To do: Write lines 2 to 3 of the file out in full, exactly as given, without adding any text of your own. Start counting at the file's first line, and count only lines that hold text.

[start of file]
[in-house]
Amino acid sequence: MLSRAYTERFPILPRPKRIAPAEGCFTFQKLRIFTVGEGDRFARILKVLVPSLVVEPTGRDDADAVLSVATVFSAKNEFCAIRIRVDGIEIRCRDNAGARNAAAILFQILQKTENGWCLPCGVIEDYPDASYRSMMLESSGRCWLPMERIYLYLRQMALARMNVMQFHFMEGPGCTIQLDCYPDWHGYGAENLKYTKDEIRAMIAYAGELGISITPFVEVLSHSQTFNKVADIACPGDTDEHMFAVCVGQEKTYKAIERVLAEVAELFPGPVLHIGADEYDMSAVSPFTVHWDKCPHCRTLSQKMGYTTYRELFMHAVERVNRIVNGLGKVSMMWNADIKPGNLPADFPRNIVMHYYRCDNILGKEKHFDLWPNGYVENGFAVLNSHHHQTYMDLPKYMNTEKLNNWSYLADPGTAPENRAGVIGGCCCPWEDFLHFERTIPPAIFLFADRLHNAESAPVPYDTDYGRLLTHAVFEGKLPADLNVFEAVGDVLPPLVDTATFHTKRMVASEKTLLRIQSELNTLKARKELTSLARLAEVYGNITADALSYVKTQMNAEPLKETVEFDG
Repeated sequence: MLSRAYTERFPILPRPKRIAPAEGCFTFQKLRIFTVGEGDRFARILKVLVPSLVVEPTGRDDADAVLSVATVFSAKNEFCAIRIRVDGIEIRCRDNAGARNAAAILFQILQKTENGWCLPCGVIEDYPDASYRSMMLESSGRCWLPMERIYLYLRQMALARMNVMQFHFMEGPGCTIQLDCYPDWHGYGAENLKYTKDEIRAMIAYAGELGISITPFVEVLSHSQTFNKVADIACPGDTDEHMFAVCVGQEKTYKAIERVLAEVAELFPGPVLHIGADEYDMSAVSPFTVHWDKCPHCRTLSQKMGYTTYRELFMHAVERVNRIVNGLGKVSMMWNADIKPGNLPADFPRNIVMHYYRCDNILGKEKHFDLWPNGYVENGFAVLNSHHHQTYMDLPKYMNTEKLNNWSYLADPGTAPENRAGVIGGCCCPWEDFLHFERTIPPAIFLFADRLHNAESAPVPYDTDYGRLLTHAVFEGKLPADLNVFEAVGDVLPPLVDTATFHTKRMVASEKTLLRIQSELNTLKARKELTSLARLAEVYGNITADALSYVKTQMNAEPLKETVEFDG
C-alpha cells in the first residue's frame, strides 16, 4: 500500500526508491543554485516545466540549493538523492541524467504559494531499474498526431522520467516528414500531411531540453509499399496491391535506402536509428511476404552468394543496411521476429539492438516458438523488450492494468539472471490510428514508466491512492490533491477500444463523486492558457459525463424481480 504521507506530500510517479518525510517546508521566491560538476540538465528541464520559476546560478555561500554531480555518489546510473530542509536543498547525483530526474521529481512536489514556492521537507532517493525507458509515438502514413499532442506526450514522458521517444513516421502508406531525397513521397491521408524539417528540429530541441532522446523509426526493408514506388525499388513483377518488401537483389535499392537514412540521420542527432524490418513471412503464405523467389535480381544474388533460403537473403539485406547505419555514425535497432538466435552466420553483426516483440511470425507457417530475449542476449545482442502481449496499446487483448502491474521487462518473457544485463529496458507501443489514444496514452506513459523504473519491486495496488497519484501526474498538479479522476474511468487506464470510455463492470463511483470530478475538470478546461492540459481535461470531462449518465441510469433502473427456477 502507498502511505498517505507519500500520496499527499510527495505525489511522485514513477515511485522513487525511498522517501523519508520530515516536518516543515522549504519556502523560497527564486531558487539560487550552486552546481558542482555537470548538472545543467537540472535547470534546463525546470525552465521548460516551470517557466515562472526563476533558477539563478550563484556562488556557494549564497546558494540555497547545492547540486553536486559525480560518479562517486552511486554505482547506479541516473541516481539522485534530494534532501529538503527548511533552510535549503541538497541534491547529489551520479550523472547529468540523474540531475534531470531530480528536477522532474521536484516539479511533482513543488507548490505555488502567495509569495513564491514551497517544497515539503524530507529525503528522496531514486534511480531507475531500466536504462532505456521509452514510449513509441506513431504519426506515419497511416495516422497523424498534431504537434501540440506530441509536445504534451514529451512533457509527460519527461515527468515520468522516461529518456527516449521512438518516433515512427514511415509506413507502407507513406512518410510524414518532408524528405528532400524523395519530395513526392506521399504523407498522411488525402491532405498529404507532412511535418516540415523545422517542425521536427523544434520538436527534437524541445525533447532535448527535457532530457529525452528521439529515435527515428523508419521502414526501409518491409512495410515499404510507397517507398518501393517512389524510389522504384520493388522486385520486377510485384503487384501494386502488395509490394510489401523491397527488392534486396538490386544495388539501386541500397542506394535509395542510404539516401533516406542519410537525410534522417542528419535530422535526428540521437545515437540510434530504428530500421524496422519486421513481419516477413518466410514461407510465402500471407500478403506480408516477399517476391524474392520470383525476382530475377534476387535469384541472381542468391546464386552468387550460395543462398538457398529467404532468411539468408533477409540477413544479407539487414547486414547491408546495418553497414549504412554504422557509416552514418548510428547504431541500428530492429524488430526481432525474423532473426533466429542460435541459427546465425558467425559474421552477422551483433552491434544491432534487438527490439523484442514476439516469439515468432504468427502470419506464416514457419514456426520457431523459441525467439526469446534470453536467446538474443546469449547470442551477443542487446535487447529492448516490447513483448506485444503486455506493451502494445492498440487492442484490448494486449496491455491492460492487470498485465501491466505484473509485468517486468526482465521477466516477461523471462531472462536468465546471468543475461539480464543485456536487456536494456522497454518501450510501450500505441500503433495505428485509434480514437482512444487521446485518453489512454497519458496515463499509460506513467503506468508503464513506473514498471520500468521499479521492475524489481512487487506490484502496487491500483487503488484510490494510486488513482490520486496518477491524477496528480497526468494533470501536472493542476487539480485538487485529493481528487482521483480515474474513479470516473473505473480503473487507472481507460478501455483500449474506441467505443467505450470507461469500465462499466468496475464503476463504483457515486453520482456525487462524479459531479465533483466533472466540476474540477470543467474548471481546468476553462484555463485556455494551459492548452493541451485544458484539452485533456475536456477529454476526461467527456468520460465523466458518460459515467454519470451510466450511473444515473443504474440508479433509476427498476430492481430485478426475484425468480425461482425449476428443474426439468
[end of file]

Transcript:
Amino acid sequence: MLSRAYTERFPILPRPKRIAPAEGCFTFQKLRIFTVGEGDRFARILKVLVPSLVVEPTGRDDADAVLSVATVFSAKNEFCAIRIRVDGIEIRCRDNAGARNAAAILFQILQKTENGWCLPCGVIEDYPDASYRSMMLESSGRCWLPMERIYLYLRQMALARMNVMQFHFMEGPGCTIQLDCYPDWHGYGAENLKYTKDEIRAMIAYAGELGISITPFVEVLSHSQTFNKVADIACPGDTDEHMFAVCVGQEKTYKAIERVLAEVAELFPGPVLHIGADEYDMSAVSPFTVHWDKCPHCRTLSQKMGYTTYRELFMHAVERVNRIVNGLGKVSMMWNADIKPGNLPADFPRNIVMHYYRCDNILGKEKHFDLWPNGYVENGFAVLNSHHHQTYMDLPKYMNTEKLNNWSYLADPGTAPENRAGVIGGCCCPWEDFLHFERTIPPAIFLFADRLHNAESAPVPYDTDYGRLLTHAVFEGKLPADLNVFEAVGDVLPPLVDTATFHTKRMVASEKTLLRIQSELNTLKARKELTSLARLAEVYGNITADALSYVKTQMNAEPLKETVEFDG
Repeated sequence: MLSRAYTERFPILPRPKRIAPAEGCFTFQKLRIFTVGEGDRFARILKVLVPSLVVEPTGRDDADAVLSVATVFSAKNEFCAIRIRVDGIEIRCRDNAGARNAAAILFQILQKTENGWCLPCGVIEDYPDASYRSMMLESSGRCWLPMERIYLYLRQMALARMNVMQFHFMEGPGCTIQLDCYPDWHGYGAENLKYTKDEIRAMIAYAGELGISITPFVEVLSHSQTFNKVADIACPGDTDEHMFAVCVGQEKTYKAIERVLAEVAELFPGPVLHIGADEYDMSAVSPFTVHWDKCPHCRTLSQKMGYTTYRELFMHAVERVNRIVNGLGKVSMMWNADIKPGNLPADFPRNIVMHYYRCDNILGKEKHFDLWPNGYVENGFAVLNSHHHQTYMDLPKYMNTEKLNNWSYLADPGTAPENRAGVIGGCCCPWEDFLHFERTIPPAIFLFADRLHNAESAPVPYDTDYGRLLTHAVFEGKLPADLNVFEAVGDVLPPLVDTATFHTKRMVASEKTLLRIQSELNTLKARKELTSLARLAEVYGNITADALSYVKTQMNAEPLKETVEFDG